In the drawings:
FIGURE 1 is a perspective view of an oxygenator and heat exchanger unit embodying the principles of the invention;
FIGURE 2 is a side elevation view with one of the casing shells and other parts broken away;
FIGURE 3 is a view on the line 3-3 of FIGURE 2;
FIGURE 4 is a view on the line 4-4 of FIGURE 2;
FIGURE 5 is a view on the line 55 of FIGURE 2; and
FIGURE 6 is a view on the line 6-6 of FIGURE 2.
The oxygenator and heat exchanger parts are contained within and supported by a pair of complementary, vacuum molded, plastic shells A and B which form left and right halves of an external casing. These two shells are of similar configuration and mate together in a joint plane which extends vertically through the mid-section of the device. At the top the shells have inclined semi-cylindrical complementary cavities which form an inclined cylindrical oxygenating chamber 10. At the bottom the shells have inclined semi-cylindrical complementary cavities which form a cylindrical heat exchange chamber 11.
Between these two cylindrical chambers there is a conical settling and debubbling chamber 12 similarly formed by complementary cavities in the two shells. Smaller complementary cavities in the two shells form a port 13 from the bottom of the oxygenator chamber 10 to the top of settling chamber 12 and an elongated slot-shaped port 14 from the bottom of settling chamber 12 to heat exchange chamber 11. Each of these chambers and ports is contained half in the shell A and half in the shell B.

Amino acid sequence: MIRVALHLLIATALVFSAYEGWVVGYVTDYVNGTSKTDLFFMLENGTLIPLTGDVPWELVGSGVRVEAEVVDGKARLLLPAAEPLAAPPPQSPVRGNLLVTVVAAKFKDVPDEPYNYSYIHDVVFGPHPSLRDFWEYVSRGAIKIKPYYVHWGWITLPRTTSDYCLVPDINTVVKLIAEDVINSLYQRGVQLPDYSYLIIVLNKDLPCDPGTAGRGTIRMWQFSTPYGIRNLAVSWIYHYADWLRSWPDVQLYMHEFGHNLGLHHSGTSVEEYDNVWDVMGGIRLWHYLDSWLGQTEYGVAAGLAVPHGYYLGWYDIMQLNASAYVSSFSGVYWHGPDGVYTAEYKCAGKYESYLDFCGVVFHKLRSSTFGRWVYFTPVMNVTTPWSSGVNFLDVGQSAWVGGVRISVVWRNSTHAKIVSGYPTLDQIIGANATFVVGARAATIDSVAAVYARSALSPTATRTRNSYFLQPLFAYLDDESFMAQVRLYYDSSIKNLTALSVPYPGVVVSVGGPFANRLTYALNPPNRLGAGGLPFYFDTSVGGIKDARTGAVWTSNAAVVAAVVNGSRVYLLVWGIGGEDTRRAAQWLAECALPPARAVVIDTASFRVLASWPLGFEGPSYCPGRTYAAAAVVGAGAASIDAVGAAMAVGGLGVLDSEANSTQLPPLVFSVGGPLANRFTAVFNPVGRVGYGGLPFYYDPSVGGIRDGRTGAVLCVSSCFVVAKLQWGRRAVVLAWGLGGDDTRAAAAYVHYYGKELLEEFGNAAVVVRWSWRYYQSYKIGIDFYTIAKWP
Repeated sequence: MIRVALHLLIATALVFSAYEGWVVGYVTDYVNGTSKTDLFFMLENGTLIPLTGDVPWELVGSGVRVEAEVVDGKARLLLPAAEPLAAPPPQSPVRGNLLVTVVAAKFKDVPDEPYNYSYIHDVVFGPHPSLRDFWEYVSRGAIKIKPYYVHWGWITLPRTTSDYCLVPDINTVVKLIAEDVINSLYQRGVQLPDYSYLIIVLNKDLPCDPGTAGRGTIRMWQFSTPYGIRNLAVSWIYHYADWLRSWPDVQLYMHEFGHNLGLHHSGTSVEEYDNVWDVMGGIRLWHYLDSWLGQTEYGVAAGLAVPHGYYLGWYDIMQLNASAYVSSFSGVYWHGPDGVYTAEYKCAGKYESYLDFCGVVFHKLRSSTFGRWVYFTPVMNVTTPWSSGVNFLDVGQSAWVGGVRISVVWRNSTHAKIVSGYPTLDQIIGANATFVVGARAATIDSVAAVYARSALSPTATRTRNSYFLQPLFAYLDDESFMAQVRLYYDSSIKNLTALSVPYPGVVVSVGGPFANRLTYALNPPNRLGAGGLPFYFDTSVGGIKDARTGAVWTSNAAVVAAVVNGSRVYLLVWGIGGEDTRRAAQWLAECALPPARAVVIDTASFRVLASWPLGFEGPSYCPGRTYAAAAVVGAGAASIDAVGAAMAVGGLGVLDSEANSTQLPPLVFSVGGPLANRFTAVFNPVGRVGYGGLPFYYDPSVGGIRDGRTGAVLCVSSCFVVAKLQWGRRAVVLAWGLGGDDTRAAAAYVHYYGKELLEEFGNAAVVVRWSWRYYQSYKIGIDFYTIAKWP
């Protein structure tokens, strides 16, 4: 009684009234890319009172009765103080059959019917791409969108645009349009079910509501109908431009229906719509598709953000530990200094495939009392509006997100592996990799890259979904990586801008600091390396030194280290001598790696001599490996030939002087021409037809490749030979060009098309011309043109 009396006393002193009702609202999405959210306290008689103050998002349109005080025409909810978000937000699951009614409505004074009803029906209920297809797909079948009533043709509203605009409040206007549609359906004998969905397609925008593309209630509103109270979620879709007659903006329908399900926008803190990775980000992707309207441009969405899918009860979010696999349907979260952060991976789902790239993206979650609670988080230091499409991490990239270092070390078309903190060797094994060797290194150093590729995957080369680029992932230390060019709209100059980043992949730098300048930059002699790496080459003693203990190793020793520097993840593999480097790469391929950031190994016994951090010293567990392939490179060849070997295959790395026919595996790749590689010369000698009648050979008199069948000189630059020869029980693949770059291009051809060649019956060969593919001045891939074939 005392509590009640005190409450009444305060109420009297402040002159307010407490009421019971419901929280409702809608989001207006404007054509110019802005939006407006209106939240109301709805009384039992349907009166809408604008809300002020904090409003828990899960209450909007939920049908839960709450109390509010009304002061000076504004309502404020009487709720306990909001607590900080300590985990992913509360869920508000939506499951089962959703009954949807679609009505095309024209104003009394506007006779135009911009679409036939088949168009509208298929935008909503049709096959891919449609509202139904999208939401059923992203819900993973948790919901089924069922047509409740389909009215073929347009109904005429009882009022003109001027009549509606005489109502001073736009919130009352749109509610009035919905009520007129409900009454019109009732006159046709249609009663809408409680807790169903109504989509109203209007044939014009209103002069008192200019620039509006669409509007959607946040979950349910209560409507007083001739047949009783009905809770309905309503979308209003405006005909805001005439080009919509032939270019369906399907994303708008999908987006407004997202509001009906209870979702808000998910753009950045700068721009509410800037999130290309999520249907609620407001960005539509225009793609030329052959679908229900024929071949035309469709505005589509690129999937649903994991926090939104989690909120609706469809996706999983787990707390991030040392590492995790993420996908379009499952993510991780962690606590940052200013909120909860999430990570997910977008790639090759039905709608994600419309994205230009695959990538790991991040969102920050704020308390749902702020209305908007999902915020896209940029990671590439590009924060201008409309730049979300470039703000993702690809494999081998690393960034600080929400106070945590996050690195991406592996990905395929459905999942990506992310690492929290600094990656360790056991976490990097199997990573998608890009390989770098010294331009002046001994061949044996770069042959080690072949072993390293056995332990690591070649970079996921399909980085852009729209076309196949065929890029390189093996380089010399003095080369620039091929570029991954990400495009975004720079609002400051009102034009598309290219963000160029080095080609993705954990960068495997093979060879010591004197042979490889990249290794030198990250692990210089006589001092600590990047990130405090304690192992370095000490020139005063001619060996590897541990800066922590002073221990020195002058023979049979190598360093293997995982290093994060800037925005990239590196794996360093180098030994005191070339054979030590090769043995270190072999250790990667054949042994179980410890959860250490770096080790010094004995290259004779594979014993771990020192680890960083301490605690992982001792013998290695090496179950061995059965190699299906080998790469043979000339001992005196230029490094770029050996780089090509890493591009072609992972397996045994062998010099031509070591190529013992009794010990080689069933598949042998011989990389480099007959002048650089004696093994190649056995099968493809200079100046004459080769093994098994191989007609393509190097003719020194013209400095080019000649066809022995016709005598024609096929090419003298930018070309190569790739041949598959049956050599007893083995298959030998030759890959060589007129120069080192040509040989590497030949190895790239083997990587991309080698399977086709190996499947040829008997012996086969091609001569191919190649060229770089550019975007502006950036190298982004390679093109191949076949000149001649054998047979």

The shells A and B are made of a suitable, preferably translucent, non-toxic, plastic material capable of being vacuum molded and capable of being united by heat seals or chemical bonding as by an epoxy resin or compatible solvent. For bonding purposes, the marginal portions of the shells and intermediate portions between the chambers are disposed in a common medial plane as indicated by the line 15 in FIGURES =3 and 6. Thus, when the two shells are mated together and bonded, the abovementioned chambers and ports are entirely enclosed except for certain openings which will be described.